Europe 216: Caracalla’s Parthian Campaign
Following his Germanic War, Caracalla headed east to campaign against Parthia, now splintered between Shah Vologases VI, the usurper Artabanus IV, and the insurgent Sasanians. After Vologases agreed to cede political refugees to him and Artabanus agreed—or refused, sources vary—to give him his daughter in marriage, Caracalla attacked Artabanus and seized the city of Arbela, the proposed site of the wedding.
213?–217 Caracalla’s Dacian War▲
In late 213 Caracalla proceeded east along the Danube, antagonizing the Marcomanni, Quadi, and Hasdingi Vandals with his actions along the way. Sometime after this, the ‘Dacians’ (presumably the Hasdingi and/or their neighbors) attacked Roman Dacia, ravaging parts of the province and demanding the return of hostages Caracalla had taken from them in an attempt to enforce their allegiance. The war was still in effect in 217, when Macrinus appeased these tribes by returning Caracalla’s hostages.
214? Antoninian Gallaecia▲
In c.214 Caracalla separated the regions of Lucus and Bracara from Tarraconensis to create a new province, which he named Hispania Nova Citerior Antoniniana after himself (Caracalla’s real name was Antoninus). This move may have been to reduce the power of Tarraconensis and/or to improve the administration of a region rich in mines. The new province was renamed Hispania Superior Gallaecia after Caracalla’s death and then reincorporated into Tarraconensis some time after 238.
214–217 Caracalla’s Armenian Crisis▲
In an attempt to gain control of Armenia, Caracalla had King Chosroes and his family detained in Rome in 214, but the move simply encouraged the Armenians to reject Roman authority altogether. Caracalla responded by sending in the army the following year, only to suffer a humiliating defeat. Roman–Armenian relations were finally restored in 217 when, after the death of Chosroes and then Caracalla, Chosroes’ son Tiridates II was declared King of Armenia.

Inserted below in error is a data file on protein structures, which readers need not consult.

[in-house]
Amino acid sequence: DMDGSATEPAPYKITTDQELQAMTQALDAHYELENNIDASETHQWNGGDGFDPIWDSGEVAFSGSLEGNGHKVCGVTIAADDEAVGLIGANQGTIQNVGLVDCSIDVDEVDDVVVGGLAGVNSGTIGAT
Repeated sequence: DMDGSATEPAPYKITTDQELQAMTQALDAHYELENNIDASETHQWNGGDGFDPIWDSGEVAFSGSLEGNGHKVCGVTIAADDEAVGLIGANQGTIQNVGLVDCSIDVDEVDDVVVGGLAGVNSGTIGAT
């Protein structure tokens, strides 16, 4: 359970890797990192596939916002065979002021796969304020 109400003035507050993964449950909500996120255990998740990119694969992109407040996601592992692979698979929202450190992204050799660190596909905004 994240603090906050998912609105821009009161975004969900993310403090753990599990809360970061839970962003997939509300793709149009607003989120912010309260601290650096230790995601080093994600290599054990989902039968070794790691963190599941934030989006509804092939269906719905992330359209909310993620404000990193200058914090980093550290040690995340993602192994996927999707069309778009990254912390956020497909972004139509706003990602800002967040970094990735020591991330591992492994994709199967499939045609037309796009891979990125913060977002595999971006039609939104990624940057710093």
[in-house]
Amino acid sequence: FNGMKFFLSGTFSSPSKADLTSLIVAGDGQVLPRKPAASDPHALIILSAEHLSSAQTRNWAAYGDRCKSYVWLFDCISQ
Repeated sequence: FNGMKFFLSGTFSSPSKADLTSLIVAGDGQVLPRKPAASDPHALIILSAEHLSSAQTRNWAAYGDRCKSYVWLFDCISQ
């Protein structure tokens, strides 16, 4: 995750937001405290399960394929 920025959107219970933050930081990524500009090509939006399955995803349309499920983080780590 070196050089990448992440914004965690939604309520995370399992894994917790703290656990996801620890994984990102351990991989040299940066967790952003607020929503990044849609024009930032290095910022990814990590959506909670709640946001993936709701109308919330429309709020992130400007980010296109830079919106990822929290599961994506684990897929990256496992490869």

215 Alexandrian Massacre▲
In the 210s Caracalla heard that the inhabitants of Alexandria—where his murdered brother Geta remained popular—were widely mocking his reign. He responded by visiting Alexandria en route to Parthia and persuading all the city’s young men to form an unarmed phalanx in honor of his hero Alexander. When they were thus gathered, Caracalla suddenly unleashed his troops on them, slaughtering the young men and executing the leading citizens. He then plundered and partially destroyed the city itself.
27 May 216–8 Apr 217 Caracalla’s Parthian Campaign▲
In 215 the Roman emperor Caracalla demanded Shah Vologases VI of Parthia hand over some political refugees. When Vologases obliged, Caracalla turned to his brother and rival, Artabanus IV, and offered to accept his daughter’s hand in marriage early the next year. Sources differ on whether or not Artabanus agreed; regardless, Caracalla took the opportunity to seize Arbela, capital of the Parthian client state Adiabene and proposed site of the wedding, and cause terror among the population. Artabanus withdrew to gather forces east of the Tigris, but was saved from a renewed invasion by Caracalla’s assassination in April 217.